Guest commentary: Protecting public lands gets support with Pitkin County resolutions
Earlier this month, as chair of the Pitkin County Board of Commissioners, I was proud to introduce and see our board support two important resolutions which endorsed the “Campaign to Protect 30% of US Lands and Waters by 2030” and “President Biden’s Temporary Pause on Oil and Gas Leasing on Public Lands.”
If you’re not familiar, the Campaign to Protect 30% of US Lands and Waters by 2030 is commonly called 30×30. It’s a bold conservation vision, backed by science, that seeks to address both the climate and biodiversity crisis we’re currently facing. A 2020 “Colorado Pathways to 30×30” report calls for Colorado to protect and restore at least 14 million more acres of lands and waters by 2030 — not a small endeavor to be sure, but one I firmly believe we can and must accomplish. Here in Pitkin County, where we’re surrounded by undeveloped and public lands, we have a chance to do more than our part to make this vision a reality.
Climate science shows that large, intact and connected landscapes — such as those frequently found on public lands — are critical for our planet to successfully adapt to a changing climate. These lands can increase ecosystem and wildlife resiliency in a warming climate, mitigate harmful greenhouse gas emissions, and provide clean air and water. Adding new protections to lands and waters must be a core strategy in achieving the ambitious, but necessary goal of saving nature to fight climate change.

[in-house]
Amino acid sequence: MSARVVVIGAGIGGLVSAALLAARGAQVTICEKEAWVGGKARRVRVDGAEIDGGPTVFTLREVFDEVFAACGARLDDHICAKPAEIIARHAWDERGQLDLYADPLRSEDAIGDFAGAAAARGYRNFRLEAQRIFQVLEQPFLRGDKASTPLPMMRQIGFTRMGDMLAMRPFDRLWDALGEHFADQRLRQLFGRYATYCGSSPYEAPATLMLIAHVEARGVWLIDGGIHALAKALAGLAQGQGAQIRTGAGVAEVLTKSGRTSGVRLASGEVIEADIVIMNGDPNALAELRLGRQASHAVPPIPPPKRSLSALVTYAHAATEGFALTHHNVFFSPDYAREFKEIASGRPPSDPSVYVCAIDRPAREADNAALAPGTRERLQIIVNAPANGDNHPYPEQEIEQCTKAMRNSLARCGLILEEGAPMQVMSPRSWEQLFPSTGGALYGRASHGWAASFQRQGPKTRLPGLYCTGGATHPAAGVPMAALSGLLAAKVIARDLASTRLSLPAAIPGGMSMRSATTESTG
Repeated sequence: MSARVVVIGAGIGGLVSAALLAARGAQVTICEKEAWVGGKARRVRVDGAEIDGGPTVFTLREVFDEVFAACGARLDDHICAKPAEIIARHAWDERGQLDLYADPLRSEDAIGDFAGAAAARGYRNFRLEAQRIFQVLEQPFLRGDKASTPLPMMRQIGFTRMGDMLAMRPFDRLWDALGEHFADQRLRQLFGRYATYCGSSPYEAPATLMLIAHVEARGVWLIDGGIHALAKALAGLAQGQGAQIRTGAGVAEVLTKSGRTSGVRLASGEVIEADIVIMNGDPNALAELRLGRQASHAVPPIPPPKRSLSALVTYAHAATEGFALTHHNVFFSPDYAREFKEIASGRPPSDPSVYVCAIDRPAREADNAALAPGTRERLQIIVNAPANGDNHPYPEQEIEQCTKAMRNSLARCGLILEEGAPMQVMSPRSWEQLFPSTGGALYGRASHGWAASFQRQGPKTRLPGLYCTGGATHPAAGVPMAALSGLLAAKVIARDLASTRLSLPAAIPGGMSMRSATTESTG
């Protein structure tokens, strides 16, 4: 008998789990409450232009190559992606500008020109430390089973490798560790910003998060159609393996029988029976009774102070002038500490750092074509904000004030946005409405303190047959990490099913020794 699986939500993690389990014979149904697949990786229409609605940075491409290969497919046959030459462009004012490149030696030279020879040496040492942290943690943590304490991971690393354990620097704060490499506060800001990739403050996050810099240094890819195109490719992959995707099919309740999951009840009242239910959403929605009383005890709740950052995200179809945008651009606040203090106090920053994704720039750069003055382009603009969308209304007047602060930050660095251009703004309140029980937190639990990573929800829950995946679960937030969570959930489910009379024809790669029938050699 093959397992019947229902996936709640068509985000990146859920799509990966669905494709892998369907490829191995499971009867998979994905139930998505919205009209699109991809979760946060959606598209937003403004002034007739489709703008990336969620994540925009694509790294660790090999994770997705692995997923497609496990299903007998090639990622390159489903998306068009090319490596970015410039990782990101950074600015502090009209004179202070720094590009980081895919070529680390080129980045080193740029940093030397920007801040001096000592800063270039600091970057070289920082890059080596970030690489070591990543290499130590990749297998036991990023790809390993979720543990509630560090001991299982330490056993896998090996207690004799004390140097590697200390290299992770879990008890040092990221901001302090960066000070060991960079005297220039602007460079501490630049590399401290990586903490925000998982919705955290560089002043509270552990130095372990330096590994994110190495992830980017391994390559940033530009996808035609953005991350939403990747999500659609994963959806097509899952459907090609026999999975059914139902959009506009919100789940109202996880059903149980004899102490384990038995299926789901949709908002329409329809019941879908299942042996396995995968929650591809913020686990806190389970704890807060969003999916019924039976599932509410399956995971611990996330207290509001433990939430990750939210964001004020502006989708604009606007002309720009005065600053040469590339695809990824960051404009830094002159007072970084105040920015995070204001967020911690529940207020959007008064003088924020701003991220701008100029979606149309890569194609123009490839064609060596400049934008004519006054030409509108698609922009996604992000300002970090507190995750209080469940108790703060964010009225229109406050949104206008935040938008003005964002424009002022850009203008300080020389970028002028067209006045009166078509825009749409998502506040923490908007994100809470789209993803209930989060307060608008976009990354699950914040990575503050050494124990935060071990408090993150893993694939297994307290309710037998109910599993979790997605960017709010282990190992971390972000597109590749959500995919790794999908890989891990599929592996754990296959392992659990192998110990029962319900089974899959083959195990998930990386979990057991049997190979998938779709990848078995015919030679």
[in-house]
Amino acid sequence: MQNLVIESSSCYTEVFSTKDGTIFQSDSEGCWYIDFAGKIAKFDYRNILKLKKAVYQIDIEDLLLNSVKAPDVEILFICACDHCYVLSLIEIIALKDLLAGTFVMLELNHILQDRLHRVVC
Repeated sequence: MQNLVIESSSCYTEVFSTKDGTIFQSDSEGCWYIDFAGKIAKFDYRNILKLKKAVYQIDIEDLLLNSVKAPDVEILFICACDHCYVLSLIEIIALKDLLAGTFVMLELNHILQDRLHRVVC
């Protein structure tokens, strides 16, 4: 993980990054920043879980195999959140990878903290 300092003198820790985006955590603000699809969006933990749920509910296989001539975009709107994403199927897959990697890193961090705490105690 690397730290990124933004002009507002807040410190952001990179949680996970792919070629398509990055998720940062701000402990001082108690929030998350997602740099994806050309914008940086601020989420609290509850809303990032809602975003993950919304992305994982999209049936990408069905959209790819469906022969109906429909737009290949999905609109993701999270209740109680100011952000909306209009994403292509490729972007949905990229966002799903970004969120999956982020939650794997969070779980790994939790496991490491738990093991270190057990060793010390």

Pitkin County has long been an environmental leader, both in Colorado and nationally, and 30×30 gives us a chance to continue to lead. For decades, we’ve supported Wilderness and Roadless designations; my predecessors created Rural and Remote Zoning, worked with groups such as the Thompson Divide Coalition and Wilderness Workshop to protect the Thompson Divide, and created beloved county programs like Open Space & Trails and Healthy Rivers & Streams. Achieving the vision set out by 30×30 will require us to continue to nurture and grow these existing programs, while also seeking additional protections like Wild and Scenic Designation for the Crystal River and for the abundant public lands in our backyard.
Our 30×30 efforts must be equitable and inclusive. Historically, the conservation community has too often excluded people of color and Indigenous communities from the conversation. 30×30 offers an important opportunity to ensure that moving forward, our work to protect landscapes and preserve nature involves partnerships with diverse communities and tribes. Also this month, the Biden-Harris Administration released a “Conserving and Restoring America the Beautiful” report that outlines ways in which to do just that.
While Pitkin County’s resolution supports action taken at the federal level, it’s the potential impact here on the ground that gives me the most hope. 2030 may seem like a long way away but speaking as both a public servant and as a parent, nothing is truer than time passing quicker than we think. Both of these roles are part of why I feel so passionately about acting on the climate and nature crisis. Moving forward, I look forward to working with community members, nonprofits and other elected officials to ensure these resolutions live up to their potential. I hope you’ll join me.
Kelly McNicholas Kury was elected in 2018 and is in her first term as the District 2 representative on the Pitkin County Board of Commissioners.
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